In a seemingly insignificant drainage that I’d walked through in the days prior, I found just a single mule deer doe. The doe was moving erratically due to the fact that she had not one, but six bucks hot on her tail. Sadly, the bucks were not of interest at that point in the trip. The hunt had been long and tiring, so the thought of hauling out one of those average bucks wasn’t all that appealing.

Yet, in trying to force myself to be a good and vigilant hunter, I maneuvered slowly into a position that would allow for a better shot if something bigger presented itself. What the hell were the chances of that?

For the last three days there had not been a deer on the mountain, and now there were six bucks in front of me. Any feelings of detachment from the deer and the mountain went away when I saw buck Number Seven. He was slipping away from the crowd, moving left with the doe as the other six bucks moved right. He was right in front of me.

He was heavy, he was wide and he was sly. He also lives today.

Mark Kenyon
The 2013 hunting season had been brutal up to this point, with nearly three months of hunts chasing a mature buck and nothing to show for it. So, with a snowstorm in the forecast for southern Ohio, I burned five hours south for what I thought might be my last best chance to fill a tag. With blizzard-like conditions already present as I settled in on the ground with my muzzleloader, I spotted two dark shapes working across the opposite wood line. When I pulled up my scope, I saw a big Ohio 8-pointer that I’d encountered multiple times over the past couple months.

I couldn’t get a range on him but guessed 125 yards, rested my muzzleloader against the side of an ice-coated tree, found him in the scope and squeezed the trigger. The buck looked up, bounced about 10 yards away, and then stopped again. Had I missed?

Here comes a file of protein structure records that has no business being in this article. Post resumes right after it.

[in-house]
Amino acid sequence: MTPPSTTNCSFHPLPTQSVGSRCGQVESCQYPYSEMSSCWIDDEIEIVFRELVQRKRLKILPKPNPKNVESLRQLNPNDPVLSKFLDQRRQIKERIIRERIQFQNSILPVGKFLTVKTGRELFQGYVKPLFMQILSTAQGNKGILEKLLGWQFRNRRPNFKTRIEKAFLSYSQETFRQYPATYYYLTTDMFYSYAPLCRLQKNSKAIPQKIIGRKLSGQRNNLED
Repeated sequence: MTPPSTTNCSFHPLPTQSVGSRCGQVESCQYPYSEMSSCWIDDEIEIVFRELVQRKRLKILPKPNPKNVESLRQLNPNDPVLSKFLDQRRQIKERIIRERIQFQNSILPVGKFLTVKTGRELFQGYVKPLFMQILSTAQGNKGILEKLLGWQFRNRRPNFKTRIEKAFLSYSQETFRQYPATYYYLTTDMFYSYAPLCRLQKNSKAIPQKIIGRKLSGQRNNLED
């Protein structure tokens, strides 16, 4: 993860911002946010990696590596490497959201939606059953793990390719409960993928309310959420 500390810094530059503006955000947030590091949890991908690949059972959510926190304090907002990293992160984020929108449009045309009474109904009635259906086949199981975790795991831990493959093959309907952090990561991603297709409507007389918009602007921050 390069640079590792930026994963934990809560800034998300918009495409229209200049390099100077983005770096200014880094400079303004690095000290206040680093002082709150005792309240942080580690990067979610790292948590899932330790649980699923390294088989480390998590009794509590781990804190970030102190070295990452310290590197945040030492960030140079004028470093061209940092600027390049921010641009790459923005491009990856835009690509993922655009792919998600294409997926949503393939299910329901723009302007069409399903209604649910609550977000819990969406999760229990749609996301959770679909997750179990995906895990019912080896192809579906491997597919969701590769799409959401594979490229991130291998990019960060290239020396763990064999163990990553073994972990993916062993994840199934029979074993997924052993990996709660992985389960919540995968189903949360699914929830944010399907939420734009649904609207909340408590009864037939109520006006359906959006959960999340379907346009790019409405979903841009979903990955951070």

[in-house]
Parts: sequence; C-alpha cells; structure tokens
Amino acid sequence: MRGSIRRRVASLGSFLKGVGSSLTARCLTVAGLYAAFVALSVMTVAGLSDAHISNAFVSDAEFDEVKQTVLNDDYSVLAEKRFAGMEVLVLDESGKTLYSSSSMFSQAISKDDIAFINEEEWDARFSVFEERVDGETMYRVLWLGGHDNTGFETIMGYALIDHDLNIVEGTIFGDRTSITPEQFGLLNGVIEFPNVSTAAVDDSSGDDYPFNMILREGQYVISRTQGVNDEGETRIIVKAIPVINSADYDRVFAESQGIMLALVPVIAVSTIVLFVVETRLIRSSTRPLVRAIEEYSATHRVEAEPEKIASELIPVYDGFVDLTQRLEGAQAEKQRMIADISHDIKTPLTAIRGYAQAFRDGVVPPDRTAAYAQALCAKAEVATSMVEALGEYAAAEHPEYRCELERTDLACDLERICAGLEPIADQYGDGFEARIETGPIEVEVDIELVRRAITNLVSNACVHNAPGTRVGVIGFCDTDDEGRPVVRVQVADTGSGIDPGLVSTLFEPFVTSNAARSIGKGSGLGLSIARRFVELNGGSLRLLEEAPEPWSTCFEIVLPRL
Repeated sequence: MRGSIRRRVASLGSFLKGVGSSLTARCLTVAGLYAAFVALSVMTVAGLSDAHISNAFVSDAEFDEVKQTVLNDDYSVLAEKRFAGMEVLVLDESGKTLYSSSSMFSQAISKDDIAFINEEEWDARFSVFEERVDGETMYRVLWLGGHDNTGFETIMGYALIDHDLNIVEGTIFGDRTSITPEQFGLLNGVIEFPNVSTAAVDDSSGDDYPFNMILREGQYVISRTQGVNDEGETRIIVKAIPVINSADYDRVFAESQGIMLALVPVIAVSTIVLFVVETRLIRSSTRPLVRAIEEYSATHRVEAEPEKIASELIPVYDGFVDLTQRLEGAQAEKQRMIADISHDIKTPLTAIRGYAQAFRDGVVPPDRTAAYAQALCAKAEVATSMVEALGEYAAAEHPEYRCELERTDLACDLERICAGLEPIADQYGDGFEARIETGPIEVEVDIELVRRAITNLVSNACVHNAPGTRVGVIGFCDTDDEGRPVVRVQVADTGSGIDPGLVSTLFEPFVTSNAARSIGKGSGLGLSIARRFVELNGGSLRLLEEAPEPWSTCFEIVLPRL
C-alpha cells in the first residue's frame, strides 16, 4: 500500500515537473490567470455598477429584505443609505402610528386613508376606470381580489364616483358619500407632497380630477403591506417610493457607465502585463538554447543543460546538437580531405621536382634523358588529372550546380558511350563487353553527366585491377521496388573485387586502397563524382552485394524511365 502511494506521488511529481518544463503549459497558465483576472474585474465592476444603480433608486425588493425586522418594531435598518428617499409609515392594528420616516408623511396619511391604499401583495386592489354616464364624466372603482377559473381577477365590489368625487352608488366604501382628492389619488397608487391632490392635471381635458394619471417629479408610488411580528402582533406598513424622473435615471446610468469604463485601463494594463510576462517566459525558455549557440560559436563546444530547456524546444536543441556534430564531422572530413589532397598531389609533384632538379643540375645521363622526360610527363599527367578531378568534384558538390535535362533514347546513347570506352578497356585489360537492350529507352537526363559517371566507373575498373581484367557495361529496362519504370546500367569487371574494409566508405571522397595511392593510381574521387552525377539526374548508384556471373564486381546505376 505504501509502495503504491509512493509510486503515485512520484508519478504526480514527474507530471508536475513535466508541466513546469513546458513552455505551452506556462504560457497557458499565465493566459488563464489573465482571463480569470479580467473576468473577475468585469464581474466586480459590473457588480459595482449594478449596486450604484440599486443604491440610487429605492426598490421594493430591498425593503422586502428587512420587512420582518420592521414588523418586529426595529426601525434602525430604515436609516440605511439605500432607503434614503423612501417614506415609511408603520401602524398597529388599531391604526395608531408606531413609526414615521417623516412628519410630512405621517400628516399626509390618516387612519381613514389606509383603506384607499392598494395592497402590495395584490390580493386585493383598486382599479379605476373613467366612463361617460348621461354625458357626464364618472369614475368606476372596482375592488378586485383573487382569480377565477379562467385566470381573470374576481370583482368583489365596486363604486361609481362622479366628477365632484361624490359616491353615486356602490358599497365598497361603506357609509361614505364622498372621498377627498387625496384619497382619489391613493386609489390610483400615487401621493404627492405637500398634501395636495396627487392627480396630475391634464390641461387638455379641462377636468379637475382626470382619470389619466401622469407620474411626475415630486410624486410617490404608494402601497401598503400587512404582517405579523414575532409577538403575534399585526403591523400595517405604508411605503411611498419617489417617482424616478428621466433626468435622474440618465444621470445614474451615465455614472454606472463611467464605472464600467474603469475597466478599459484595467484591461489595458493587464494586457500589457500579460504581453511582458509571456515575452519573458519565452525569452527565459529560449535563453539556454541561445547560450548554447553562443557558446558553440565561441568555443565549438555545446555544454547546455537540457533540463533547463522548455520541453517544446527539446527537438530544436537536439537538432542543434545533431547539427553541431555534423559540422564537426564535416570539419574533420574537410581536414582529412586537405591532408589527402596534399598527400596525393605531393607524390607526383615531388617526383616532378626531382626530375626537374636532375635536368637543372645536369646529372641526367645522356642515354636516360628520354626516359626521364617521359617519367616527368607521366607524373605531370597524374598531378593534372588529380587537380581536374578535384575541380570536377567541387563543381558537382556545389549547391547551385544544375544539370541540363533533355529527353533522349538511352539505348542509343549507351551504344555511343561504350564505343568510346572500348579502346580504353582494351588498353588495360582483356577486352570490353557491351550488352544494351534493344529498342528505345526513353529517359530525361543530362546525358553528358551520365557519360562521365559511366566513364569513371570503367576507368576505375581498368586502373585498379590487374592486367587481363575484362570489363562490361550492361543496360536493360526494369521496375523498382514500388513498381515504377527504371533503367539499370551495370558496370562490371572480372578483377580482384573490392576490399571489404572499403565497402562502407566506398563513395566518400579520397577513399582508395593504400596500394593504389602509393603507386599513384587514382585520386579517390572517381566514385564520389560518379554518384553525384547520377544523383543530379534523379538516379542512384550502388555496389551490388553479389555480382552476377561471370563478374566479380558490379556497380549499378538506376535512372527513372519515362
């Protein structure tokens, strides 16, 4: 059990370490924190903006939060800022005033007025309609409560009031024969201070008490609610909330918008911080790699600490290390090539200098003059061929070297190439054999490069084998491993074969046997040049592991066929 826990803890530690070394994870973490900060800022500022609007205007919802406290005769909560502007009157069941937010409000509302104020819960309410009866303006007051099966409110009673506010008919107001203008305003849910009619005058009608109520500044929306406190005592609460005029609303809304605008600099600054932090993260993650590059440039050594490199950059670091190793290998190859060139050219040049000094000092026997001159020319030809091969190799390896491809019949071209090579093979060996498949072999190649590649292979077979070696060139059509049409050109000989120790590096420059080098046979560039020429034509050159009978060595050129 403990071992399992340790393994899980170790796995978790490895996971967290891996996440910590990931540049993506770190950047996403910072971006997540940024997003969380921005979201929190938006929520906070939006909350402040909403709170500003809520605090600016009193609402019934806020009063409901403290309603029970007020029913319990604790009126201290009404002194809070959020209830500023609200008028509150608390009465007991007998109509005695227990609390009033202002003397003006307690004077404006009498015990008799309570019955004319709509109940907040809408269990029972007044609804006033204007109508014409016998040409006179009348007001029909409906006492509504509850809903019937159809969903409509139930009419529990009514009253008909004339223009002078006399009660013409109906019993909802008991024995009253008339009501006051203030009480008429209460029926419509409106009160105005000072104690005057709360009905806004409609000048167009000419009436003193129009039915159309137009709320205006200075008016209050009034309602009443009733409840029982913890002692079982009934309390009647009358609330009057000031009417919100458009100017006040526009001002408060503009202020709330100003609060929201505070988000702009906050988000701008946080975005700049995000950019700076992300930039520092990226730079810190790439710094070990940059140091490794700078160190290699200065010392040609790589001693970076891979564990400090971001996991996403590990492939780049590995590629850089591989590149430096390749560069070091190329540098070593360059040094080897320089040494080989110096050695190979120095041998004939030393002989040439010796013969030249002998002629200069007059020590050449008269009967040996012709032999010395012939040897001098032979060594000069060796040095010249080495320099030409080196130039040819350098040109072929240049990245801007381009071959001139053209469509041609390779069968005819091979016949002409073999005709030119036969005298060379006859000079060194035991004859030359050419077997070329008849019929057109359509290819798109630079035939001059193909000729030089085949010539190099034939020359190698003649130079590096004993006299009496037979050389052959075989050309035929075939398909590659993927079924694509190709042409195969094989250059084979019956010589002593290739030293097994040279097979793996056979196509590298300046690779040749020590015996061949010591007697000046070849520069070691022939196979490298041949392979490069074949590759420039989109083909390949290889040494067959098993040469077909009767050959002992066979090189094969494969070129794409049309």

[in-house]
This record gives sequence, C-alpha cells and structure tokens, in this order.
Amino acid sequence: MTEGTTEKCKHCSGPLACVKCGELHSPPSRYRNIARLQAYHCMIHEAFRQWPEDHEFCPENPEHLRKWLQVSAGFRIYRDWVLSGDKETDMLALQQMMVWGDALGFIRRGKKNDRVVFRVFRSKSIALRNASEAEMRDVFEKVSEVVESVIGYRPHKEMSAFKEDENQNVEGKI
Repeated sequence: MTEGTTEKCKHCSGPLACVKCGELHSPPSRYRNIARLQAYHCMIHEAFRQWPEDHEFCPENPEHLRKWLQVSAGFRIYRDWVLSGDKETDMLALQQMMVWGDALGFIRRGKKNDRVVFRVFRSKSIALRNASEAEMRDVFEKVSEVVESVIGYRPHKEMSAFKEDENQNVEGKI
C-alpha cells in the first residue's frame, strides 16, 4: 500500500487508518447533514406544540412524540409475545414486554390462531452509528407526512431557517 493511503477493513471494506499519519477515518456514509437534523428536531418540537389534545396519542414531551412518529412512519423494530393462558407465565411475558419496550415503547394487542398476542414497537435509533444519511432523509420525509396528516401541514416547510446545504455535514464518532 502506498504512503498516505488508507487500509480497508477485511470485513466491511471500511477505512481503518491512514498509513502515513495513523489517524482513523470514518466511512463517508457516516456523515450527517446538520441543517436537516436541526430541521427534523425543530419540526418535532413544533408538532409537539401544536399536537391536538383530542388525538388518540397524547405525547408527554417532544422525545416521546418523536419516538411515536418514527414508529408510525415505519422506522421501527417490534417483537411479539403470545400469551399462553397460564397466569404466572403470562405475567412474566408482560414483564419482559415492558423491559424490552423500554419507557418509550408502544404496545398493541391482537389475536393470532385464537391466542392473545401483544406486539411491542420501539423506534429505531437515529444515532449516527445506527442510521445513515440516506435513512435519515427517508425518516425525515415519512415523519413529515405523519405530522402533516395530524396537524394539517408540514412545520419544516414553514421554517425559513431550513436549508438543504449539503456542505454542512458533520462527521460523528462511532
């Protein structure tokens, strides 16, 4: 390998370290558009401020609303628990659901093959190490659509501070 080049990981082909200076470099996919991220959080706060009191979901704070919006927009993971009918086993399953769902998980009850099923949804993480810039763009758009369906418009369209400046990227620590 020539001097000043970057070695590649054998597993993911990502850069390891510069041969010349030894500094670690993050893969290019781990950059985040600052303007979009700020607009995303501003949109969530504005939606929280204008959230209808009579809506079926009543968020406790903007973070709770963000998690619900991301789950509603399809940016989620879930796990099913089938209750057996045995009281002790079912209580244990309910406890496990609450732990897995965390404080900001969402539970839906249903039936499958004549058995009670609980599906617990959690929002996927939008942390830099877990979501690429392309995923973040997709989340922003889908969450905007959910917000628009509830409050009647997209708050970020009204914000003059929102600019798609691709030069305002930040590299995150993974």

I rushed to reload another sabot, then saw that miraculously he was still standing there when I finished. I lined up on him again, steadied my ragged nerves, and squeezed. He looked up, bounded off another ten yards and then stood still yet again! I’d missed twice in a row and before I could get the third round loaded, he disappeared into the woods. At about that same time I felt something drip down my nose. I wiped my face, looked at my hand, and saw snow, ice and blood. Not only had I missed my best chance at a mature buck that year—twice—but I’d also scoped myself badly.

I still have the scar today. After investigating the site of the shot and following the buck’s tracks a long distance in the snow, I found no blood other than my own.

In the aftermath I experienced a boatload of self-loathing. All of those months of work had come down to this one chance and I’d blown it. I allowed myself to indulge in the pity party for about 24 hours, then decided to keep after it. The only thing worse than this feeling, I believed, was the regret I’d feel months down the line if I threw in the towel and gave up. To regain some confidence, upon returning home to Michigan, I double checked my zero and put enough rounds in the bullseye to feel good about my chances next time around.

As luck would have it, a couple weeks later in Michigan I had another chance at a mature buck with my muzzleloader, and this time capitalized with a perfect behind-the-shoulder shot. And two years later that same Ohio 8-pointer I missed twice walked back into my life, now as a 5.5-year-old ,160-inch buck. I redeemed myself with a 20-yard heart shot with my bow.

The greatest lesson I learned from this whole experience was that you can’t control the past, only how you react to it. After the misses occurred, it was tempting to dwell on that failure, but I knew I had to get my mind right and keep on keeping on. The results, at least in this case, ended up bearing that out.